M, 106 minutes
Review by © Jane Freebury
Wondering what else he might get out of life as retirement approached, a crane operator in the English port city of Barrow-in-Furness took up the game of golf. As you do. Then when a champion golfer demonstrated his moves one day on his new colour telly, Maurice Flitcroft thought, I can do that too. As you do.
A man with big dreams but modest means, he couldn’t afford the fees at the local golf club so he borrowed books for golfing beginners from the local library and took to the beach to practise. There wasn’t much of that and not even a handicap, but in 1976 Flitcroft entered himself in the British Open, where he earned a reputation as the worst golfer of all time.
The real undaunted Flitcroft, played here by Mark Rylance, was a man of unsinkable brio. He entered the Open again and again in disguise and under jaunty pseudonyms like Gene Pacecki. He has gone down in sporting history as an audacious hoaxer. It could never happen now, or could it?
Like the film’s titular reference to the longest-running Broadway show ever, The Phantom of the Open tells the story of a real-life show that just kept going and going. Flitcroft the golf fanatic who couldn’t hold himself back from the big stage.
As one of life’s dreamers, a true eccentric, Rylance made me laugh…till I wept
What a gift of a role for Rylance, so memorable and variable on screen in Wolf Hall, as a Soviet spy in Bridge of Spies and as a big friendly giant (The BFG). The actor’s mastery of this comedic role as a dimwit and a dreamer with plenty of chutzpah is something new again. As one of life’s true eccentrics, Rylance made me laugh, again and again, till I cried.
We can’t assume that behind every unassuming, chain-smoking crane driver there’s an irrepressible extrovert struggling to get out, but as shipyard fodder what kind of life was it? In on your feet and out in a box? As one of life’s dreamers, Maurice didn’t need much encouragement to give competitive golf a go from his drinking partners at the pub, or his loving, indulgent wife, Jean (Sally Hawkins).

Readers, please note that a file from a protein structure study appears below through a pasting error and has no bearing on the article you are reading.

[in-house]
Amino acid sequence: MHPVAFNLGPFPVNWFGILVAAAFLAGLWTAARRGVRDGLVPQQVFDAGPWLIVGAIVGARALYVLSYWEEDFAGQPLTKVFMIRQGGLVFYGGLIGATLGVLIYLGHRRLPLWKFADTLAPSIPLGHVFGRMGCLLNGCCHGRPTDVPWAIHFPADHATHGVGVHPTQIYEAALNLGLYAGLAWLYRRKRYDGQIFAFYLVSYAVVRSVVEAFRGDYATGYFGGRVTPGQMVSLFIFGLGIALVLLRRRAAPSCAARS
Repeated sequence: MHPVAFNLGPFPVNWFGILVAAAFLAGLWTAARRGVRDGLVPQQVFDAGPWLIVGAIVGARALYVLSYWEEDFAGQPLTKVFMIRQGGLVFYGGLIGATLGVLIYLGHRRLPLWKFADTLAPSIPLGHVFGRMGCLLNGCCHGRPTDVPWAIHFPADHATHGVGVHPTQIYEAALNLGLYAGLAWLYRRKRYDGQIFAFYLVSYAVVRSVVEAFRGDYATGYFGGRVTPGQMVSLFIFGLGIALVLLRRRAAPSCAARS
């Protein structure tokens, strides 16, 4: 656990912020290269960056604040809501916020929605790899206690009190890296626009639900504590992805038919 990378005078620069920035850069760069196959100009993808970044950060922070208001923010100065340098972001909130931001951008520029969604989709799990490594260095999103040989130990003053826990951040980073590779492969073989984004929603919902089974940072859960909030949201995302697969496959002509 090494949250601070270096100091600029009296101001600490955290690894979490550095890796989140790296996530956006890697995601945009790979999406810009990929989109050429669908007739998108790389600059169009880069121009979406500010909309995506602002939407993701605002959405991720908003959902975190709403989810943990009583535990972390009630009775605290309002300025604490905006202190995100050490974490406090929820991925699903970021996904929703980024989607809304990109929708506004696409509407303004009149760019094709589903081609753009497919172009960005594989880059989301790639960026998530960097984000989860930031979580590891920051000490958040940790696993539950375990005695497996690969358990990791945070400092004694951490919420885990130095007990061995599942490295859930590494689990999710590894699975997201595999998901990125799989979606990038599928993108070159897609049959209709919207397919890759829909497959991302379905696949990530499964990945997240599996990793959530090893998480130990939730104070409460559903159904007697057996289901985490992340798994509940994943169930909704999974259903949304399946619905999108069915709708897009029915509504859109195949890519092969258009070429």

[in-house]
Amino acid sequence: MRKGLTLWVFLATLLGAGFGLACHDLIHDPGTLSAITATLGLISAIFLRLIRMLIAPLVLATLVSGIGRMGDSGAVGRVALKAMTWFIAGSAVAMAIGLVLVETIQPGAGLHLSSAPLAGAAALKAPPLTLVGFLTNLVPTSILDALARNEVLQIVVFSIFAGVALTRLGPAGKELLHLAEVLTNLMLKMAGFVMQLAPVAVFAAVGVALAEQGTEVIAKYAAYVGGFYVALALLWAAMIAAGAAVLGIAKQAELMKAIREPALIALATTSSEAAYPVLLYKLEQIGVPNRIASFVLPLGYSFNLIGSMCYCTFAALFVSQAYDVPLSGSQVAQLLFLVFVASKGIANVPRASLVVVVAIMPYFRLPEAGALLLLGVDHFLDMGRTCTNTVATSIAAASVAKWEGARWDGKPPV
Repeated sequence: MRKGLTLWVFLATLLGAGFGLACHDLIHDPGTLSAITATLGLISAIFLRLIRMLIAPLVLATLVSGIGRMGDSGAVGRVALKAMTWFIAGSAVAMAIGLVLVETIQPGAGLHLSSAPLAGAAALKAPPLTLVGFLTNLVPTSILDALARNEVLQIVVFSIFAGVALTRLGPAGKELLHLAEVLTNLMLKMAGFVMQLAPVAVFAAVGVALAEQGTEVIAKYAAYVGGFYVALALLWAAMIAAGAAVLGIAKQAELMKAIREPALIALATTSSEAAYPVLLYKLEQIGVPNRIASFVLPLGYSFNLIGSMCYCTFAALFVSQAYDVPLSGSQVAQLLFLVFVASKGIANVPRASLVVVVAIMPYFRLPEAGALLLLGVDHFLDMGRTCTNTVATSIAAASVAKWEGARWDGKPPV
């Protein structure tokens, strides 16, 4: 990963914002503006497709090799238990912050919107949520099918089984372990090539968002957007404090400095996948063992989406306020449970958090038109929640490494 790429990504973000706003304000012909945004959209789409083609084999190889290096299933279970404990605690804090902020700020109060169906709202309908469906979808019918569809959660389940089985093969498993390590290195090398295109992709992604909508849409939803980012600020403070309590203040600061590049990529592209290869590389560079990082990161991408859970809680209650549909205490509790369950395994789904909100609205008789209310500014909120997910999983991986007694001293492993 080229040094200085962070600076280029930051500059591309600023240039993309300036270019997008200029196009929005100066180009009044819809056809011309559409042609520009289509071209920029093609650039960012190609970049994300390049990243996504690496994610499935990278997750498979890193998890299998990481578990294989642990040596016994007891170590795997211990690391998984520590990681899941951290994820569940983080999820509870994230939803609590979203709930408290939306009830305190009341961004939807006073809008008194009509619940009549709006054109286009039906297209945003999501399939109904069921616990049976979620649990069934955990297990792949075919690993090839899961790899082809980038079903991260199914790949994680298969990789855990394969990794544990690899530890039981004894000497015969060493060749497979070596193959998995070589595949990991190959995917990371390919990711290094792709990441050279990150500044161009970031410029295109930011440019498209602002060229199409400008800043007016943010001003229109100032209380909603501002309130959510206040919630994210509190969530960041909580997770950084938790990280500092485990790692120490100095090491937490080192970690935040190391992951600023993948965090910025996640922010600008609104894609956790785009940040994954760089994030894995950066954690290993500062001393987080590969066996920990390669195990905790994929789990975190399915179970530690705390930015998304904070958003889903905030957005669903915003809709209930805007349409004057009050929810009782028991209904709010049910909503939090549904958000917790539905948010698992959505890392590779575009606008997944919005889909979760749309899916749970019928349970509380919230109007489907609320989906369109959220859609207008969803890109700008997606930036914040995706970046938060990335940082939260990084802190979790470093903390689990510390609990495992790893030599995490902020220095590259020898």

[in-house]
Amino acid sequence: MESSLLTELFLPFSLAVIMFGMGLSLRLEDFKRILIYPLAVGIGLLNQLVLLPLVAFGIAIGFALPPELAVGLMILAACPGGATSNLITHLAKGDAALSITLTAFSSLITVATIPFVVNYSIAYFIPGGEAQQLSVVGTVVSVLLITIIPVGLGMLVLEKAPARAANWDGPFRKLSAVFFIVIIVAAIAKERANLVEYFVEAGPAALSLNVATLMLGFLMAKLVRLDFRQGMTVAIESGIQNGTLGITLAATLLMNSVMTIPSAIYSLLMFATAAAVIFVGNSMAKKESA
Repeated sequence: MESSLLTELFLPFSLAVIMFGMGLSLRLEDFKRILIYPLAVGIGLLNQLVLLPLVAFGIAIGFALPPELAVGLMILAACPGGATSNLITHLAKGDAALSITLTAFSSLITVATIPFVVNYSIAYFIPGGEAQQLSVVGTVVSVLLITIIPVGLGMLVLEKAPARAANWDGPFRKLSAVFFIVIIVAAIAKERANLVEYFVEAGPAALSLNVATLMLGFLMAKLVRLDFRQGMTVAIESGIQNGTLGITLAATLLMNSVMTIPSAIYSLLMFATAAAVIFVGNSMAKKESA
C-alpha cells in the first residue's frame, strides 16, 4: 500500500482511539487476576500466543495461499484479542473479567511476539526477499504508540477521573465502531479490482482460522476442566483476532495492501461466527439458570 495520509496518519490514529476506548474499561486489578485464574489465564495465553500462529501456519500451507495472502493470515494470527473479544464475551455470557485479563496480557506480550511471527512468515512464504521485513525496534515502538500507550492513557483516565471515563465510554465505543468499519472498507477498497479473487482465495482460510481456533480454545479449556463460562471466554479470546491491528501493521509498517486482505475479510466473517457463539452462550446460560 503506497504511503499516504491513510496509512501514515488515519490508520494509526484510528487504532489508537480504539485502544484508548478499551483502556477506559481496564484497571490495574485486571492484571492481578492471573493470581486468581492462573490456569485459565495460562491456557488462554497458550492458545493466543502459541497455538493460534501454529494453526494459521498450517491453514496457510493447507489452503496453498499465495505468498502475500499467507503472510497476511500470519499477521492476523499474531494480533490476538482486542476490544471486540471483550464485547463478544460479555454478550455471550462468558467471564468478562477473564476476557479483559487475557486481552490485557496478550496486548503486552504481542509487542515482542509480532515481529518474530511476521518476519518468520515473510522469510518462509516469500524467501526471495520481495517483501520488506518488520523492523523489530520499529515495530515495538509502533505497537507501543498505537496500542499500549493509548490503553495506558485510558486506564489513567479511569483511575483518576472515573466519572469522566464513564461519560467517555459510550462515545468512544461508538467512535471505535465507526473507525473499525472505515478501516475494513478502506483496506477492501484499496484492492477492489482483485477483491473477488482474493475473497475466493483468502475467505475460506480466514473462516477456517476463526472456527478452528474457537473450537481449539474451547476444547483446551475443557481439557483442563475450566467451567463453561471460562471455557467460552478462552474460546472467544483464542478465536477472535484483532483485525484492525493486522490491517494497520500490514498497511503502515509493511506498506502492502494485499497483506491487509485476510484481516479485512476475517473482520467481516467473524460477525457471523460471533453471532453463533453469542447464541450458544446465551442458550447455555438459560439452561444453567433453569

Sally and Maurice’s sons, Gene and James, were also on board and even caddied him. Identical twins Christian and Jonah Lees are a funny and engaging as the disco dancers who became minor celebs in their own right in real life, inside the brief window the disco craze offered them.
Onside with Flitcroft whose quixotic forays into professional golf aren’t weird, it’s the golfing establishment that’s weird
Despite catchy Bee Gees’ hits playing in the background of family scenes of happy, domestic chaos, their elder brother, Michael (Jake Davies), is the odd man out. Sally’s son by an earlier relationship is very put out about the golfing adventure. It gives him all sorts of grief at work in his job where he is aspiring management material. There he was, studying for an engineering degree and doing the proper thing by getting a real job while his kid brothers, the dancing duo, were cavorting and carrying on aided and abetted by their father.
The Phantom of the Open, directed by Craig Roberts is based on a screenplay by comedian Simon Farnaby adapted from his biography of Flitcroft, and co-written with Scott Murray. They are all entirely onside with their subject. Even devoting some childlike animations as we travel inside Maurice’s head and share his daydreams. Much of the aesthetic of The Phantom resembles the colourful, brash aesthetic of 1970s television. A very good fit, after all.
It wasn’t the quixotic forays into professional golf that were weird, it was the rest of the world, in particular the golfing establishment, represented by Rhys Ifans’ Keith Mackenzie, the villain of the piece. Eventually, Flitcroft was banned for life, but in this take on the man, the golfing public, if not the other players, warmed to their relatable folk hero.
As the film has it, Flitcroft met Severano Ballesteros, an upcoming 19-year-old, at the British Open. Flitcroft leans over to shake hands with the young Spanish player who introduces himself as Seve, though Maurice remains none the wiser in this jaunty takedown of the sporting establishment.
There are many playful ideas at work here in this lively comedy in the British tradition that celebrates life’s eccentrics, from the film The Duke back to The Lavender Hill Mob. All in very good fun.